• java.lang.Float
  • java.lang.Double
  • java.lang.String
  • java.math.BigInteger
  • java.math.BigDecimal
  • javax.management.ObjectName
  • javax.management.openmbean.CompositeData (interface)
  • javax.management.openmbean.TabularData (interface)

Fortunately, it’s easy to map from a case class to a view class. Here’s how to display GreetingHistory using a view class for JMX, using ConstructorProperties and BeanProperties to produce a JavaBean in the format that JMX expects. Also note that Set is not visible through JMX, and JavaConverters cannot be used here to convert to java.util.Set, because it does not do a structural copy. Instead, a structural copy must be done to create a Java Set without the wrapper:

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/**
 * The custom MX view class for GreetingHistory.  Private so it can only be
 * called by the companion object.
 */
class GreetingHistoryMXView @ConstructorProperties(Array(
  "lastGreetingDate",
  "greeting",
  "sender",
  "randomSet")
) private(@BeanProperty val lastGreetingDate: java.util.Date,
          @BeanProperty val greeting: String,
          @BeanProperty val sender: String,
          @BeanProperty val randomSet:java.util.Set[String])

/**
 * Companion object for the GreetingHistory view class.  Takes a GreetingHistory and
 * returns GreetingHistoryMXView.
 */
object GreetingHistoryMXView {
  def apply(greetingHistory: GreetingHistory): GreetingHistoryMXView = {
    val lastGreetingDate: java.util.Date = greetingHistory.lastGreetedDate
    val greeting: String = greetingHistory.greeting
    val actorName: String = greetingHistory.sender.path.name
    val randomSet = scalaToJavaSetConverter(greetingHistory.randomSet)
    new GreetingHistoryMXView(lastGreetingDate, greeting, actorName, randomSet)
  }

  // http://stackoverflow.com/a/24840520/5266
  def scalaToJavaSetConverter[T](scalaSet: Set[T]): java.util.Set[String] = {
    val javaSet = new java.util.HashSet[String]()
    scalaSet.foreach(entry => javaSet.add(entry.toString))
    javaSet
  }
}

Creating In Place JMX views with CompositeDataView

Using a view class is the recommended way to display Scala data in JMX, as it’s relatively simple to set up and can be packaged outside of the main class. However, it is possible to embed the JMX logic inside the case class itself, using an in place CompositeDataView.

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case class GreetingHistory(@BeanProperty lastGreetedDate: java.util.Date,
                           @BeanProperty greeting: String,
                           sender: ActorRef,
                           randomSet:Set[String] = Set("1", "2", "3")) extends CompositeDataView {

  /**
   * Converts the GreetingHistory into a CompositeData object, including the "sender" value.
   */
  override def toCompositeData(ct: CompositeType): CompositeData = {
    import scala.collection.JavaConverters._

    // Deal with all the known properties...
    val itemNames = new ListBuffer[String]()
    itemNames ++= ct.keySet().asScala

    val itemDescriptions = new ListBuffer[String]()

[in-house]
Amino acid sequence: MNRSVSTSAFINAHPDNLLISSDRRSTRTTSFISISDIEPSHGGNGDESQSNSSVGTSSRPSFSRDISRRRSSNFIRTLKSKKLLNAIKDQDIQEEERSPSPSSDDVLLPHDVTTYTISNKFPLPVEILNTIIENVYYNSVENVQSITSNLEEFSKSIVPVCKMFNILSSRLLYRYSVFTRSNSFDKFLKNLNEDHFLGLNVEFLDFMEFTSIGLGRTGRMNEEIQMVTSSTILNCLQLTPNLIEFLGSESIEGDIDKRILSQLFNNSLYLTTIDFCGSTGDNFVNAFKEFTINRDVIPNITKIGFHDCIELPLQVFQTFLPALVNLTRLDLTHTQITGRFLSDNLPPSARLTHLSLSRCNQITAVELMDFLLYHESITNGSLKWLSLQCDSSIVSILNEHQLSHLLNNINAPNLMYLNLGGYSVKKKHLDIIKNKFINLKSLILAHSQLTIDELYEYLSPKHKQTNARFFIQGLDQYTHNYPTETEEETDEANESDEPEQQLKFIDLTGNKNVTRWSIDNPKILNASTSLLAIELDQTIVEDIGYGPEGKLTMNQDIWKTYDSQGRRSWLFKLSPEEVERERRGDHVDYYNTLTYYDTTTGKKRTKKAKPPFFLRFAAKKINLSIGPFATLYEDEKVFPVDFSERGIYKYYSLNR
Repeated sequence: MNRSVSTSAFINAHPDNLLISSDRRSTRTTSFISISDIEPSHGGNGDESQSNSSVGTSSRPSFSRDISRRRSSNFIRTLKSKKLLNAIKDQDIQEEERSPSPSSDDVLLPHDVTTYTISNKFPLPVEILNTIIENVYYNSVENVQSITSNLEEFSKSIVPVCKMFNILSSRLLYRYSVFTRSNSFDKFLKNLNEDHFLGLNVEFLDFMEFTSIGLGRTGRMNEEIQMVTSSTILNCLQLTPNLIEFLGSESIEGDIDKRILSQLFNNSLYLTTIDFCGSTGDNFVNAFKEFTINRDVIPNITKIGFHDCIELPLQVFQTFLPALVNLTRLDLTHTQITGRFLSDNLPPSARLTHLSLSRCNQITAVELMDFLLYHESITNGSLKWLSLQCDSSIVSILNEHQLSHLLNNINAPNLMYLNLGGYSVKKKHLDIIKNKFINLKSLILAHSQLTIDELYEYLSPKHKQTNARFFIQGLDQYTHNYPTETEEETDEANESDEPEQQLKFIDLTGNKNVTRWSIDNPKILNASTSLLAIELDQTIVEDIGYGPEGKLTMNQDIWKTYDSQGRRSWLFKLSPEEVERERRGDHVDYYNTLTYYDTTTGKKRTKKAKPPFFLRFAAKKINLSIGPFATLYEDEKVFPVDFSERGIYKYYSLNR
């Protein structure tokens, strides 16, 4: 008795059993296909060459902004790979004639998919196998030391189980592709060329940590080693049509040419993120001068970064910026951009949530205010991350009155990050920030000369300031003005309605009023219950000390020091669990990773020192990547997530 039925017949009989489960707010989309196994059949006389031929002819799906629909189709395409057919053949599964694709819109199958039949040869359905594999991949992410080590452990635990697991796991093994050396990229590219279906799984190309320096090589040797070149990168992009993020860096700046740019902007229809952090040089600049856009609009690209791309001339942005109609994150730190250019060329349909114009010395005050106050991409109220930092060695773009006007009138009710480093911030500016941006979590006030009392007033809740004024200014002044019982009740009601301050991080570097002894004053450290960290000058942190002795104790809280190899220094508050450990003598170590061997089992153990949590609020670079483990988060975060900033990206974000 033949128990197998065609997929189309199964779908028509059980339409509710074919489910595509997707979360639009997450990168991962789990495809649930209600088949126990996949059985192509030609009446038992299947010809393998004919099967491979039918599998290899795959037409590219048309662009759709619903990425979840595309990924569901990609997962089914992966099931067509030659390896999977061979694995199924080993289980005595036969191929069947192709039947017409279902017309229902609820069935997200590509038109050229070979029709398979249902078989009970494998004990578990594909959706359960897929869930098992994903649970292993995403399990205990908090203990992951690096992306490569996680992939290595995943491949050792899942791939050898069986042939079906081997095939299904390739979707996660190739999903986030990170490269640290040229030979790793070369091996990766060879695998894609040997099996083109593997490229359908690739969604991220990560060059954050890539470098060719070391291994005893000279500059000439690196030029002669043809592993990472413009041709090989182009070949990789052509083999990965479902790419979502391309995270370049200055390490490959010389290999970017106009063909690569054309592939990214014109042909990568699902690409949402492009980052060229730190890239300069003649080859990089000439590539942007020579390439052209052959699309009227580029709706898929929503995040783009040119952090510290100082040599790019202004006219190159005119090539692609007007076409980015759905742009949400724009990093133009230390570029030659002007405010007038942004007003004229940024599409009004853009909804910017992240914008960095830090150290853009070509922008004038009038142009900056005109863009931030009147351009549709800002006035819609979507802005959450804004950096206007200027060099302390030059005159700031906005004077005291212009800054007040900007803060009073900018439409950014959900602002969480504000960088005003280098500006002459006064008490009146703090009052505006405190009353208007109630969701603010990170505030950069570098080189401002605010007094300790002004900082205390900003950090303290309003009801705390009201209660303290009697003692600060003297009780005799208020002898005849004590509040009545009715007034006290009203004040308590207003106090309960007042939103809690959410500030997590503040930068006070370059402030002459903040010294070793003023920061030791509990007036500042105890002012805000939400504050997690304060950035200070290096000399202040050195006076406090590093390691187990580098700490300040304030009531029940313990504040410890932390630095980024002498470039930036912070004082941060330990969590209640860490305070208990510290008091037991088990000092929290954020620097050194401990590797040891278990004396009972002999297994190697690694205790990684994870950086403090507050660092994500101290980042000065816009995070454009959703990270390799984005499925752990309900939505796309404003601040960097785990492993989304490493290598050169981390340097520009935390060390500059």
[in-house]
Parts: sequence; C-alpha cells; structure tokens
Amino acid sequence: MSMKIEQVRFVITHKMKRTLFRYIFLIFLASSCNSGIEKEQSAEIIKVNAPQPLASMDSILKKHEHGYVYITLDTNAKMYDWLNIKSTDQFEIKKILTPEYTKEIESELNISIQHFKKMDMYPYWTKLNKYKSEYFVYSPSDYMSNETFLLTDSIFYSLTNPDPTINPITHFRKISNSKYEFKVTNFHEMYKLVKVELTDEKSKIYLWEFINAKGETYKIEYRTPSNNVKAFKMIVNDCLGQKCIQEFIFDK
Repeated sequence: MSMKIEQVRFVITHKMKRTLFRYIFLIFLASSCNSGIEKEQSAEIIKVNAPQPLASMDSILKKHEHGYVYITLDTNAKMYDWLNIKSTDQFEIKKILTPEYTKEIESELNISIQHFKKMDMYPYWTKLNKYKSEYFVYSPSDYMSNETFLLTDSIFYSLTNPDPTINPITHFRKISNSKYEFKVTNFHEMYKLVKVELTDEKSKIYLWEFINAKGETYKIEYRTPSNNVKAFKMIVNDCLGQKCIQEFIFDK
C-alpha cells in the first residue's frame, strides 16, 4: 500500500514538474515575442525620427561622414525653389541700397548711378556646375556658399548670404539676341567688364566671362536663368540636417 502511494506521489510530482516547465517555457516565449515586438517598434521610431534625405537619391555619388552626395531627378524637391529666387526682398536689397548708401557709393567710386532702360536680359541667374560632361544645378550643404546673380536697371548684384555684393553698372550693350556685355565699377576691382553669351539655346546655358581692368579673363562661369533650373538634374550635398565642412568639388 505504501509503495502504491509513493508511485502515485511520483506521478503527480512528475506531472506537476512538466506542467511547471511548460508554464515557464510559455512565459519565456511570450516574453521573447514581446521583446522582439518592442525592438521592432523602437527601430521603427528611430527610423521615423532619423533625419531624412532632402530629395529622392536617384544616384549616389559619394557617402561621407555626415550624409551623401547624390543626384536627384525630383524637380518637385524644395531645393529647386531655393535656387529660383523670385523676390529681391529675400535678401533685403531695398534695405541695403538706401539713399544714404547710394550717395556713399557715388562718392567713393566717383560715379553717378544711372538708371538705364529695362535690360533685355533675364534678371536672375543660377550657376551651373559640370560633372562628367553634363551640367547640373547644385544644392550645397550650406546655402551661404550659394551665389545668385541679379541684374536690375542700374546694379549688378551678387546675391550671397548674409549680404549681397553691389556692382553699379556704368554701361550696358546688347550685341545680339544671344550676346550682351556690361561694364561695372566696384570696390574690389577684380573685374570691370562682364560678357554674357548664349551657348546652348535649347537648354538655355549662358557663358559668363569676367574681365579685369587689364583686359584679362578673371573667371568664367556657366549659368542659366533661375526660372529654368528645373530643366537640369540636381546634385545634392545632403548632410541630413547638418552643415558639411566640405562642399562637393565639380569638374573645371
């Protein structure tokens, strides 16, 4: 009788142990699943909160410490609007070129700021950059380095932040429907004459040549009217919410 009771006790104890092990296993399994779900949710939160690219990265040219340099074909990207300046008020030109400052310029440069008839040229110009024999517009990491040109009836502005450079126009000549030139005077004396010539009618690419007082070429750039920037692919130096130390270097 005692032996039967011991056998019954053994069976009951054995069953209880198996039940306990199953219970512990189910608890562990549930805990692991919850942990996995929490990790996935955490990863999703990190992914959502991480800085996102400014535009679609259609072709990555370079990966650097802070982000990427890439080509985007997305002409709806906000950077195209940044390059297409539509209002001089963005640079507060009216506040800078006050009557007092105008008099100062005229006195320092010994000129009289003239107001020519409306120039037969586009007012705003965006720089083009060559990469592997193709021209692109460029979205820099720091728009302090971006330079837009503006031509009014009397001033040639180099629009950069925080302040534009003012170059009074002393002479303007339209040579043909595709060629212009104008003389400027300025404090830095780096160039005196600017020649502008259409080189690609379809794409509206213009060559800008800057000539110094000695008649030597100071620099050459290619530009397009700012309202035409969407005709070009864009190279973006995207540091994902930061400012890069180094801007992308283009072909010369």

val itemTypes = new ListBuffer[OpenType[_]]()
    for (item <- itemNames) {
      itemDescriptions += ct.getDescription(item)
      itemTypes += ct.getType(item)
    }

    // Add the sender here, as it doesn't correspond to a known SimpleType...
    itemNames += "sender"
    itemDescriptions += "the sender"
    itemTypes += SimpleType.STRING

    val compositeType = new CompositeType(ct.getTypeName,
      ct.getDescription,
      itemNames.toArray,
      itemDescriptions.toArray,
      itemTypes.toArray)

    // Set up the data in given order explicitly.
    val data = Map(
      "lastGreetedDate" -> lastGreetedDate,
      "greeting" -> greeting,
      "sender" -> sender.path.name
    ).asJava

    val compositeData = new CompositeDataSupport(compositeType, data)
    require(ct.isValue(compositeData))

    compositeData
  }
}

This is messier than using a view, and does not really give you any more programmatic control. It does, however, minimize the number of types that need to be created.

Finally, the type which registers the JMX Actor with JMX is defined here:

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trait ActorWithJMX extends Actor {
  import jmxexample.AkkaJmxRegistrar._

  val objName = new ObjectName("jmxexample", {
    import scala.collection.JavaConverters._
    new java.util.Hashtable(
      Map(
        "name" -> self.path.toStringWithoutAddress,
        "type" -> getMXTypeName
      ).asJava
    )
  })

  def getMXTypeName : String

  override def preStart() = mbs.registerMBean(this, objName)

  override def postStop() = mbs.unregisterMBean(objName)
}

The MXTypeName is defined by the implementing class, and the actor is defined with its path name and registered in the preStart method when the actor is instantiated.

Note that because this trait extends preStart and postStop, any actor implementing this trait needs to explicitly call super.preStart and super.postStop when overriding, to preserve this behavior.

Future Directions

There’s a number of things that can be done with JMX, particularly if macros are involved. Actors are shown here because they are notoriously dynamic, but any part of your system can be similarly instrumented to expose their state in a running application.

You may also be interested in:

  • JAJMX, a high level JMX API designed for Scala.
  • Jolokia, a web interface for JMX.
  • jmxtrans, a JMX to JSON conversion library.